Friday, June 6, 2014

The Pacific Once Again: 2011

I had lived in Florida for close to seventeen years and could drive five or ten minutes to the Atlantic. But the Pacific was the ocean of my childhood and I had not seen the Pacific Ocean for twenty-one years or so.

In 2011, Fru and I went out to Oregon, to Bend, which is inland over the Cascades. We were there--Fru was there--for a job possibility. I convinced her, before we left, flying out of Portland, to drive to the coast for one night.

And so we did.

I chose Lincoln City and picked out a place called the Coho Lodge. I didn't know either place. As a kid, we used to drive down from Vancouver, WA to Tillamook and other spots in Oregon, and had been along most of its coast and a lot of California's coast and, of course, Washington's, but that was so long ago and, as I said, i was just a kid.

So we went over the Cascades, through Corvallis, through the costal range and into Newport. And there was the ocean, the Pacific. And I drove us upwards--north--through Depot Bay and into Lincoln City.

Lincoln City was a crowded town, a bit haphazard, but I didn't care. Our room at the Lodge, which was small, in elegant yet pleasant enough, looked out upon the ocean I'd come to see.

We went down to the water. We went out to eat at a place along the water. The next morning I wanted to go back down to the beach and the water.

"You're like a little kid," Fru said about my impatience as I waited for her to come with me that morning, waited to get down the bluff to the beach with its dark cold sand and wave-carved rocks.

Yes. I guess I was.

I don't know. It was just nice to see it. Smell it. Touch it. It's just a name--The Pacific Ocean--but it was a name, a huge body of water, that meant something to me nonetheless.

It was, you know, just good to see it again after all that time away.

Thursday, June 5, 2014

Michigan 1988

In the summer of 88 I was working concrete construction in Champaign, Illinois. I worked with a number of good guys, but my best friend from that job was Kurt Strube.

At some point in the summer, I mentioned that I'd like to go to Michigan because I'd never been to Michigan. So, Kurt and I decided to go.

We only had the weekend, so there wasn't much time to get very far into the state. I'd wanted to go to Traverse City, to Mackinac Island, to the U.P. and places of the far north. But, looking at a map, I settled for a state park north of Muskegon.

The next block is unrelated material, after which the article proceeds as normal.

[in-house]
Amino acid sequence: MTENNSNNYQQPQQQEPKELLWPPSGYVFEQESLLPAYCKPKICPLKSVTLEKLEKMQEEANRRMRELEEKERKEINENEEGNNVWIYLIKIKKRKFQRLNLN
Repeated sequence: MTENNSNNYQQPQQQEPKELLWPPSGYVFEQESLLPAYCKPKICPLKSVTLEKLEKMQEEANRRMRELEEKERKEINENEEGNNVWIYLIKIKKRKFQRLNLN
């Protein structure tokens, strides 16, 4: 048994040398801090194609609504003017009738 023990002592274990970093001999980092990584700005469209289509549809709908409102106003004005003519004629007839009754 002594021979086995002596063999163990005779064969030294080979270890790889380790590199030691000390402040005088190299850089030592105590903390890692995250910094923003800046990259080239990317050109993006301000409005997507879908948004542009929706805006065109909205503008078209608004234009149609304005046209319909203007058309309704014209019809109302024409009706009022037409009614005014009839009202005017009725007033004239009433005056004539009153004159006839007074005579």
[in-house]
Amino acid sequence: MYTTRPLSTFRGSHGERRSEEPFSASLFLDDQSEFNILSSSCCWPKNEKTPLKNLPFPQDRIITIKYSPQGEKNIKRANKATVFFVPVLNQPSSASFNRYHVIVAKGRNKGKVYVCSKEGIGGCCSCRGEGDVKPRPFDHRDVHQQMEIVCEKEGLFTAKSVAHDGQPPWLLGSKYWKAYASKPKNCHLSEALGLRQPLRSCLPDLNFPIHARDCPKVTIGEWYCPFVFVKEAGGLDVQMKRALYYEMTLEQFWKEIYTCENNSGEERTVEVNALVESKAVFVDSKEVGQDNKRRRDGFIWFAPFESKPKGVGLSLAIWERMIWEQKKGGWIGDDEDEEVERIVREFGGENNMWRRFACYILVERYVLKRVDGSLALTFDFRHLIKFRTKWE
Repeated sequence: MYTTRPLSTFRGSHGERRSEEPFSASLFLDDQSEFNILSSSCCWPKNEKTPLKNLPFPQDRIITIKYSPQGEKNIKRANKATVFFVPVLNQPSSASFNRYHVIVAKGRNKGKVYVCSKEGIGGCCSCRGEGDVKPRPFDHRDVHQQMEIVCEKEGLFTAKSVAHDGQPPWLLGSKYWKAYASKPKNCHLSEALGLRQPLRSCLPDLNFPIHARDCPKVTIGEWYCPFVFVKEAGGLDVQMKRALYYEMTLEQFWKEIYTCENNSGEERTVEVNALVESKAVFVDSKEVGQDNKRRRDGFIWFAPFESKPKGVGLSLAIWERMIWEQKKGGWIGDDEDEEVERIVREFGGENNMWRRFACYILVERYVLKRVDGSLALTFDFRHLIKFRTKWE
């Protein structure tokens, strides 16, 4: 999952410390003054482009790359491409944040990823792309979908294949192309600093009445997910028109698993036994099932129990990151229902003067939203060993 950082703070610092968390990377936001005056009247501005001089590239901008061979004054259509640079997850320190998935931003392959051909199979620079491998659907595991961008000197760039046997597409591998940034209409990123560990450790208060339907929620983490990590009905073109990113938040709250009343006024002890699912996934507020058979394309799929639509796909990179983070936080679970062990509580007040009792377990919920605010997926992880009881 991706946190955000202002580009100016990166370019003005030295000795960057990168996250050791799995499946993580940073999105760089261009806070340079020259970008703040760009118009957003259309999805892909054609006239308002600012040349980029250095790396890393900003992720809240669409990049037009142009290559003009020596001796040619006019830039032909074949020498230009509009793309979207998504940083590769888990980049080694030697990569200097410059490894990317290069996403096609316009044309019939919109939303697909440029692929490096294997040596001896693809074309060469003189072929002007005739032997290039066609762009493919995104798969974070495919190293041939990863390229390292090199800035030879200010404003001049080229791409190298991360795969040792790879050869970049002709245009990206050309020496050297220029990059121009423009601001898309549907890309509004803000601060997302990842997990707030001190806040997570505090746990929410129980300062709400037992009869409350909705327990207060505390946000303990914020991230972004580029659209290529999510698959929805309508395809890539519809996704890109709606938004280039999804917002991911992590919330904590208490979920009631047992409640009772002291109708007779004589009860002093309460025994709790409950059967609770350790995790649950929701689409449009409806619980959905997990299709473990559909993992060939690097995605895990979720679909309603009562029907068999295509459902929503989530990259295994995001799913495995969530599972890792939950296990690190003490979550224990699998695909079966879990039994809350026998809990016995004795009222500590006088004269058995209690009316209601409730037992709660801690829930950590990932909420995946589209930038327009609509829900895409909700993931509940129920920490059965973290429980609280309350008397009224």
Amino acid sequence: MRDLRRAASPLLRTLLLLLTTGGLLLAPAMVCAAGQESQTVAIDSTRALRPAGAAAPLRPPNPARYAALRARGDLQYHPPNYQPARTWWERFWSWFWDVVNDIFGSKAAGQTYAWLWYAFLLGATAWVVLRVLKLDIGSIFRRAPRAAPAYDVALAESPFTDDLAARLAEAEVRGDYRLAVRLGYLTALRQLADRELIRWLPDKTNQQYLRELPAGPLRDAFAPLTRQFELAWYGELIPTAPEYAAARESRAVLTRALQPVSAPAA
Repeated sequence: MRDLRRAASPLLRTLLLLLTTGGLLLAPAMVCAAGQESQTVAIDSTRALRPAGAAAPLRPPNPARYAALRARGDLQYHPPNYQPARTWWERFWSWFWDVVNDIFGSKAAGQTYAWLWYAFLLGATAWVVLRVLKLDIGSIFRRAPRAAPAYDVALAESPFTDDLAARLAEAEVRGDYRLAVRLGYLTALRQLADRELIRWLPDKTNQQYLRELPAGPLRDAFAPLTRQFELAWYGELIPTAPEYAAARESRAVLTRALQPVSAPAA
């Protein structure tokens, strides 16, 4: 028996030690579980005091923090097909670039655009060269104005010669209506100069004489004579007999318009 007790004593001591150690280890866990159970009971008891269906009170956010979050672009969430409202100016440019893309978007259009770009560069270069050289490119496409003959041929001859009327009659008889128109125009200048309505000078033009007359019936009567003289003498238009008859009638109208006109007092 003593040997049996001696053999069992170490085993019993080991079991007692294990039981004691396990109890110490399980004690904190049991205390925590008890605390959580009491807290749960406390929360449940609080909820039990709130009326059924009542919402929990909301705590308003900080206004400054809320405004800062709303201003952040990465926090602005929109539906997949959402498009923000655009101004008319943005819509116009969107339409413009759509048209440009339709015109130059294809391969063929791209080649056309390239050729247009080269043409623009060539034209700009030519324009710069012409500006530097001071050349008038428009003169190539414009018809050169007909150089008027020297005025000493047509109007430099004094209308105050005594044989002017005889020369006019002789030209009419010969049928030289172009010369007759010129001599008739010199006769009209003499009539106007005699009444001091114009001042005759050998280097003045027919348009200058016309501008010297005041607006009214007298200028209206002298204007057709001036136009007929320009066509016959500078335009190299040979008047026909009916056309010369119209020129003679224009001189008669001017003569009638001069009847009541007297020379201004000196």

Yes, we planned to camp.

But first off, Strube wanted to go to Holland, MI because he had an old friend--who used to work concrete construction in Champaign--who had moved there. So, we went to Holland.

No cell phones in those days, but Kurt had his number and he used a pay phone at some strip mall to call this guy and this guy said he'd come meet us at said strip mall. We waited and the guy walked right past us until Kurt made a quacking sound which was some kind of inside joke between them. Anyway, the guy was okay, kind of wacky like Kurt himself. I'm not sure what we did: drove around to see the town, known for its tulips (I think), drank a few brews at a bar and played pool.

Evening came and we told him we wanted to camp. The guy said he knew a place. we followed him there.

The place was some bottomland beneath a bridge along a river. It had weeds and trees and lost of junk.

Now, I don't mind camping, don't even mind sleeping in a car or truck, but I don't usually sleep beneath bridges in strange towns or even in familiar towns. But, this place was just fine with Kurt.


It was summer. It was hot. There were tons of mosquitos. Who knew what kind of people came to a place like that beneath the bridge--evidence said people who drank beer and whiskey and dumped bulk trash and had furtive sex. But, again, this was fine with Kurt.

I elected to sleep in the vehicle--I think we took his truck, but maybe it was my ugly Ford maverick. Strube wandered around the detritus and picked out an old soggy stained mattress that someone had dumped in the weeds.


So, he slept out there with the mosquitos and who knows what. I slept in the car with the mosquitos and, at least to some degree, I knew what.

Nothing happened beyond that, so the next day we drove up to Muskegon and past and to the campground of Silver Lake State Park, which was more to my liking and which was fine with Kurt.

We camped. Went swimming in the lake. Climbed dunes to see the bigger lake--lake Michigan. Later that evening we drove out to some bar.

The bar was next to a concert venue. The band Aerosmith was playing at that concert venue. There were crowds. In the bar some motorcycle guys wanted to play pool. We played pool. The biggest of them said to me: If I was going to fight you, I'd have to knock you out really quick because I'm in too bad shape to fight for very long.

I didn't feel too threatened by that statement, but it did give me pause to think . . . Anyway, they were okay and we went out with them to stand along the fence as the Aerosmith concert wound down.

There were security people around this chain link fence. The motorcycle guy--who mentioned his need to knock me out quickly--asked the security guy how he could stop him if we rushed the fence to get in to the concert. I personally had no plans to rush the fence, but it was nice of the motorcycle guy to include me.

Well, we didn't rush the fence.
I didn't get knocked out.
I didn't sleep on an abandoned mattress under a bridge.
I did finally go to Michigan.